National Open: Top athletes skip event, Services favourite

World junior javelin throw champion Neeraj Chopra, National record holders Dutee Chand (100m), Tintu Luka (800m) and Muhammed Anas (400m) are the athletes who have opted to skip the meet.

National record holder Dutee Chand (100m) also decided to skip the National Open athletics championship to be held at the Nehru Stadium in Chennai from September 25.   -  V. V. SUBRAHMANYAM

At the fag end of a draining athletics calendar starting from the Asian Grand Prix, followed by the Federation Cup (Patiala), Asian Championship (Bhubaneswar), National Inter-State (Guntur), some of the top athletes have chosen to miss the four-day National Open championship (either to take rest or due to injuries) to be held at the Nehru Stadium here from Monday.

And those who are participating in the meet are mainly doing it for the pride of performance and of course, to fulfill the obligation of representing their employers: Services, All India Police Sports Board, Railways, LIC and ONGC.

World junior javelin throw champion Neeraj Chopra, National record holders Dutee Chand (100m), Tintu Luka (800m) and Muhammed Anas (400m) are the athletes who have opted to skip the meet.

Of the few top ones who are taking part, G. Lakshmanan is the most notable. The reigning Asian champion in 5000m & 10000m, felt the humid conditions may not be the ideal place for him to do his personal best, but assured that he will put his best. “It’s been only a few days I returned from Asian Indoor & Martial Arts Games (Ashgabat). Though I can’t guarantee my personal best in both due to the prevailing humid weather, I will, as always, give my best,” he told Sportstar here on Sunday.

V.S. Surekha, who set the National record in women’s pole vault (4.15m) in New Delhi in 2014 at the Open Nationals, is taking part, but has been away from the sport for the last two years after giving birth to a girl child. She said it will be premature to promise a medal as it has been only two months back she began practising. “A lot of talented youngsters have come up in the last year or so. I am keeping my fingers crossed,” she said.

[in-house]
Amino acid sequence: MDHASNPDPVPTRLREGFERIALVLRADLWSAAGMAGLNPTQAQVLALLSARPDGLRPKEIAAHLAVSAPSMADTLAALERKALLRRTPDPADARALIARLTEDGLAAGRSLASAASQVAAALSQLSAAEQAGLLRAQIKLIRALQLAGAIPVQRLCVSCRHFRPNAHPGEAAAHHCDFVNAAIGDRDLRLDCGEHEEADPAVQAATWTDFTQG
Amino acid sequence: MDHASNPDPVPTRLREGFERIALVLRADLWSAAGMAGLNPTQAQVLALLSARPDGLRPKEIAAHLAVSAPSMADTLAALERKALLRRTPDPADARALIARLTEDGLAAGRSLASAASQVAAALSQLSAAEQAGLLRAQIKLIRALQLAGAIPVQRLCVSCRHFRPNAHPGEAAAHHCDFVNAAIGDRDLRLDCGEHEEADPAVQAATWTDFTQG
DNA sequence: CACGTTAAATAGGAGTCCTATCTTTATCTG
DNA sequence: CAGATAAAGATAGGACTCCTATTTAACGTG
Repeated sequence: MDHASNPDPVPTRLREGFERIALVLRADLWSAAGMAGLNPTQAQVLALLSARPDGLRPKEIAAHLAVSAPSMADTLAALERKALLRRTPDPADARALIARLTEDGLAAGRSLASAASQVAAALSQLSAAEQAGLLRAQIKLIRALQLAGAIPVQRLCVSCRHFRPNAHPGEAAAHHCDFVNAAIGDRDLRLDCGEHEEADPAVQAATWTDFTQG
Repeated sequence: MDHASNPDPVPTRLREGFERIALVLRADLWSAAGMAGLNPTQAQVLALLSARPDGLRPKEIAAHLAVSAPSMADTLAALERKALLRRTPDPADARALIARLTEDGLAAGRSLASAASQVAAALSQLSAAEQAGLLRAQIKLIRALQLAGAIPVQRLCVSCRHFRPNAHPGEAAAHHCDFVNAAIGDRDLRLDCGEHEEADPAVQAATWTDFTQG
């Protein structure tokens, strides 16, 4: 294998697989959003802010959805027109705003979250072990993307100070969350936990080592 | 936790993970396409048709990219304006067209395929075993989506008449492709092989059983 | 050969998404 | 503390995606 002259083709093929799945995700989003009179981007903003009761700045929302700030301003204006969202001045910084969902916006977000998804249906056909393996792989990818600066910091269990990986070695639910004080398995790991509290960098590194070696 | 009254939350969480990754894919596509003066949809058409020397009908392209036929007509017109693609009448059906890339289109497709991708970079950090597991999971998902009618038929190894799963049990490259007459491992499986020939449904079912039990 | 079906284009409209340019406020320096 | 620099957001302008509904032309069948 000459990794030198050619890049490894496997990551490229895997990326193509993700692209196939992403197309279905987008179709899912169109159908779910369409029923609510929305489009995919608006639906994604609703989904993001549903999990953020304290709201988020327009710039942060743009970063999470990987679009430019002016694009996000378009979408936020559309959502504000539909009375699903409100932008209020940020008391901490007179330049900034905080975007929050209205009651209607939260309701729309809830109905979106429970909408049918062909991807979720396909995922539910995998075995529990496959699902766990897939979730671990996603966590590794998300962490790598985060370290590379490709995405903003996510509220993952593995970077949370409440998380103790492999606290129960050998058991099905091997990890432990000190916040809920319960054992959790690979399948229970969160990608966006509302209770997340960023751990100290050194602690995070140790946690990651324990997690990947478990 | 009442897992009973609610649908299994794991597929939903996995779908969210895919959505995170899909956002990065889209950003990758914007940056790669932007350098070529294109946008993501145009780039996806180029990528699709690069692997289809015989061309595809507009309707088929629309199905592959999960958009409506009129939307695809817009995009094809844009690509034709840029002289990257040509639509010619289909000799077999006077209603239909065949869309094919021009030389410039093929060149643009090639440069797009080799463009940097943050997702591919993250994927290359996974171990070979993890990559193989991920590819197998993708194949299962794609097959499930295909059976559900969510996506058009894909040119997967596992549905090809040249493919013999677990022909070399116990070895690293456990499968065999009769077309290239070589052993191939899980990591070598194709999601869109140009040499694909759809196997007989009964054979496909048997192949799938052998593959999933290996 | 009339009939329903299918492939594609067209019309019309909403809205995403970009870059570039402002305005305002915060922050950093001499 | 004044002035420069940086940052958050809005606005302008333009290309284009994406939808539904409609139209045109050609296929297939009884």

Mohan Kumar, the Rio Olympian, however, expressed confidence of doing well in his hometown in 400m race.

Though he had a moderate 2017, a third position in the Inter-State meet at Guntur being his best, the 20-year-old hopes the “home ground” will be a huge positive factor favouring him.

Davinder Singh, the lone Indian who qualified for the javelin throw final in the recent World championship, said a recurring shoulder problem will not stop him from performing to his potential.

Old warhorse Om Prakash Karhana is back in the mix.

After turning away from shot put, the National record stands in his name in 2014, the 30-year-old is back with a renewed passion for the sport. “I gave up as there was no motivation left. But my coach Bhupinder Singh asked me to re-focus. I have started training in full measure since 2016,” said Om Prakash.

With most of the top athletes in its stable, Services is expected to top the medals tally.

Authorities assure smooth run

As the football ground at the Nehru Stadium is being spruced up for the  Indian Super League to be held in November, all the field events of the Open Nationals have been shifted to the Nehru ‘B’ ground. And murmurs of discontent at the facility not being in proper condition has started to surface. “I heard that there is a lot of dust coming from the throwing area. We have to take part as at this stage, nothing can be done,” said shot putter Om Prakash.
Disputing it, C. Latha, Organising Secretary, said: “We have put a new circle for discus and javelin throw, and the shot put facility is good too. There is no need to worry,” she said.

Support Sportstar


Dear Reader,

Support our journalism — where text and pictures intermingle so seamlessly — and help us scale up your experience as the world changes around us. Your contribution is vital to our brand of uninfluenced, boots-on-the-ground reportage that’s worth your while. Clickbait sensationalism is not for us, but editorial independence is — we owe it to you.